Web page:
- Unstoppable Rage: Not unstoppable, per se. But once Bruce turns into the Hulk it is insanely difficult to get him calm again. So far, the only thing known to calm the Hulk down is old reruns.
- Villain Protagonist: A Psychopathic Man Child with cannibalistic tendencies whose brain basically revolves around his desires for killing, eating and having sex with whatever he chooses, without any form of moral or mental restraints.
A biologist and one of her husband's first successes in engineering superheroes. Or so it seems. In truth, this universe's Wasp actually gets her powers from being a mutant. Her husband Hank is able to reverse engineer what she does to create his own powers. The Wasp is able to self miniaturize, fly with gossamer wings, and fire bioelectric bolts from her hands. While not much of a heavy hitter, her stealth and precision allowed her to take down the Hulk (by flying in his ear and zapping his brain.)
- Asian Airhead: A Type 1.
- Bizarre Alien Reproduction: During one of their arguments about her mutant status, Henry Pym comments on her laying "egg-constructs" once a month instead of menstruating.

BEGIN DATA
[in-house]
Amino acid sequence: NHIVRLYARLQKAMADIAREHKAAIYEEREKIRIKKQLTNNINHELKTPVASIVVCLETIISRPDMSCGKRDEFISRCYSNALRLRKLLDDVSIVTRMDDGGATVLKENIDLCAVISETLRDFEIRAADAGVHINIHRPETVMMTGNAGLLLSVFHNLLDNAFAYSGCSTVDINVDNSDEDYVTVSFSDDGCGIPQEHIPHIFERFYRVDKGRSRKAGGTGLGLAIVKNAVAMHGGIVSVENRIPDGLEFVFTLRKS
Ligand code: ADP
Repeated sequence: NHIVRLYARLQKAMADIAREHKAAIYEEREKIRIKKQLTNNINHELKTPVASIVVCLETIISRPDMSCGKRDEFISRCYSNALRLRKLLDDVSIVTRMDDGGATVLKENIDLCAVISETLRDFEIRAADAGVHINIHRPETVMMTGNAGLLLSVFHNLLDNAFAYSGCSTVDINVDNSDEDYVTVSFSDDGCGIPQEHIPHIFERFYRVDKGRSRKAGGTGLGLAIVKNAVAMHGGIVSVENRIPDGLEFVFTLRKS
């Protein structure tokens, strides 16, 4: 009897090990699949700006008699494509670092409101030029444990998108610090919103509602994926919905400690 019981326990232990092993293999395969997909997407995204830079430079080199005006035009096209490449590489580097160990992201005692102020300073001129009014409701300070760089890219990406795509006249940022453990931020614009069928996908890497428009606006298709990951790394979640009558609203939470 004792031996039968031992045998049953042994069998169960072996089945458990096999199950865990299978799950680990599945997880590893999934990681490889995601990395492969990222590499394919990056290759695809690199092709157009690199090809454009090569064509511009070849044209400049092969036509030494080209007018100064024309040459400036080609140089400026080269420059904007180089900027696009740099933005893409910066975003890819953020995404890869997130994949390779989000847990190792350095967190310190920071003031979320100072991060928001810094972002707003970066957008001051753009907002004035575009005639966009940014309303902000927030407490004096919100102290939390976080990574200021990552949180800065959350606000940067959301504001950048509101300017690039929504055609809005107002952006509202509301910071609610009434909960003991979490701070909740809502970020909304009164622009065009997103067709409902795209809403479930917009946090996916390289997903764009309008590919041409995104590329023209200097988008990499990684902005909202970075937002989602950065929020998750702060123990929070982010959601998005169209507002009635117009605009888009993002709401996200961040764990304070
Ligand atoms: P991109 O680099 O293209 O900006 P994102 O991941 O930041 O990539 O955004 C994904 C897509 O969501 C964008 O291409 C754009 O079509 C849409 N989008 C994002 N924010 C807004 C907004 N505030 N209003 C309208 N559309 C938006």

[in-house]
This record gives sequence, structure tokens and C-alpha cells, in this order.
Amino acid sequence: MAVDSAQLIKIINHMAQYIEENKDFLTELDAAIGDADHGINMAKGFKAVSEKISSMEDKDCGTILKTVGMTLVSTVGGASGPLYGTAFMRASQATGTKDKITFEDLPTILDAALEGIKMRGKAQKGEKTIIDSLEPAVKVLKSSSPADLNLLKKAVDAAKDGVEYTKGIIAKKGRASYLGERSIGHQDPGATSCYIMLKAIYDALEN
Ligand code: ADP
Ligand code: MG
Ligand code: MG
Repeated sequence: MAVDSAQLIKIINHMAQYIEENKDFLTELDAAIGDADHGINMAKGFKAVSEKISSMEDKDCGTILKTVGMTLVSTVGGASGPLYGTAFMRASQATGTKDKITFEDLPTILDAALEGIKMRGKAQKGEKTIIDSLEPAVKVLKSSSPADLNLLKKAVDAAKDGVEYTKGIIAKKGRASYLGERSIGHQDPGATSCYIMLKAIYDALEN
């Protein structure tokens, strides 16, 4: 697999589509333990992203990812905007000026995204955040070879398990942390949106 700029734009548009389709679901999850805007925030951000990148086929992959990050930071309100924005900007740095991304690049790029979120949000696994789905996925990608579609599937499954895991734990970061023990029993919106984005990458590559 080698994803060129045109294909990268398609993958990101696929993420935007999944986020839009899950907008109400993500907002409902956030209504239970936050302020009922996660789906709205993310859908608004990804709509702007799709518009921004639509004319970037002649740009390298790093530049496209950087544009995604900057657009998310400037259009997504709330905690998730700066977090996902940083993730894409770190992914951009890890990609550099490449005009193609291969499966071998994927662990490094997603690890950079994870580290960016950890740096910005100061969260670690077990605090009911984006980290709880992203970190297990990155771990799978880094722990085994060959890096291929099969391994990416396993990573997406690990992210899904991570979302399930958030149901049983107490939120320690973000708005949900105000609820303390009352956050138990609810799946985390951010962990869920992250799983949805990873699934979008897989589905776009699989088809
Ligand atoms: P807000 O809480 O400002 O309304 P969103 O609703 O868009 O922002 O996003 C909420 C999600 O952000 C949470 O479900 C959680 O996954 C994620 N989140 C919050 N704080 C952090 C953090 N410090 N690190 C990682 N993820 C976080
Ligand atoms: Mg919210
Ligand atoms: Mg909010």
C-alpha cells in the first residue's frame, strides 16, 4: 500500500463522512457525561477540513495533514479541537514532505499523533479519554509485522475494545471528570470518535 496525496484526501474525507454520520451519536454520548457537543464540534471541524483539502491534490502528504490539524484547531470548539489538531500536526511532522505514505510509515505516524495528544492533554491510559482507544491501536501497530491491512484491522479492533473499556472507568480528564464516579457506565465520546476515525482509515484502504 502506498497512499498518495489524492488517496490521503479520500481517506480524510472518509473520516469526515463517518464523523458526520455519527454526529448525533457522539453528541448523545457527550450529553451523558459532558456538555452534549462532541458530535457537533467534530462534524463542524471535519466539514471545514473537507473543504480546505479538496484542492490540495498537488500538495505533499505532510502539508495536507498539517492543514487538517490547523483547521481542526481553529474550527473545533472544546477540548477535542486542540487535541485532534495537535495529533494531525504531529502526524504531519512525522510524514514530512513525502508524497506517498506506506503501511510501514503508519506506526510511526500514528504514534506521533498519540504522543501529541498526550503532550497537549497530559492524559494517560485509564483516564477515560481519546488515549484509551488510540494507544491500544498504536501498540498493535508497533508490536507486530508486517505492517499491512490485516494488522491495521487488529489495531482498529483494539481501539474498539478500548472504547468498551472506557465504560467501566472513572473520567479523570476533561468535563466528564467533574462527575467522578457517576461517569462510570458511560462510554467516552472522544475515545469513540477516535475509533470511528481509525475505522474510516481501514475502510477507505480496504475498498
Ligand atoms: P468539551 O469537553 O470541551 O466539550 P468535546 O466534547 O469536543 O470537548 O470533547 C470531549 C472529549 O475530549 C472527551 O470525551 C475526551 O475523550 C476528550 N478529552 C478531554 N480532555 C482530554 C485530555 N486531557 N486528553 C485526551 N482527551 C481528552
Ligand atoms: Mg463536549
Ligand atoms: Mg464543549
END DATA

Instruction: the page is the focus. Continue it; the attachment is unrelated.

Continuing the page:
- Dropped A Bridge On Her: Just one of many to suffer this in Ultimatum.
- Flight: While small, Jan can fly with insect-like wings.
- Hand Blast: At small size, Jan's blasts just hurt like hell. At full size, she was able to blast the faces off of a pair of men attempting to hold her.
- Hot Scientist: Despite her airheaded and superficial tendencies, she's still got a double-Ph.D.
- Jerkass: She did have her moments, like deliberately flirting with Captain America when she was (technically) in a relationship with Hank Pym, as well as insulting him repeatedly. Not that he didn't have some of those insults coming.
- With vol 3, this disappears, and she becomes The Heart.
- May-December Romance: With Captain America. Eventually gets Deconstructed, as neither of them can handle the other's lifestyles.
- Military Brat: How she knows Betty Ross, and why they're friends.
- Mutant: This version of Janet is explicitly a mutant. Her husband gained powers from her, rather than the other way around.
- Race Lift: In this version, she's Asian-American. Or, was, before somehow becoming white.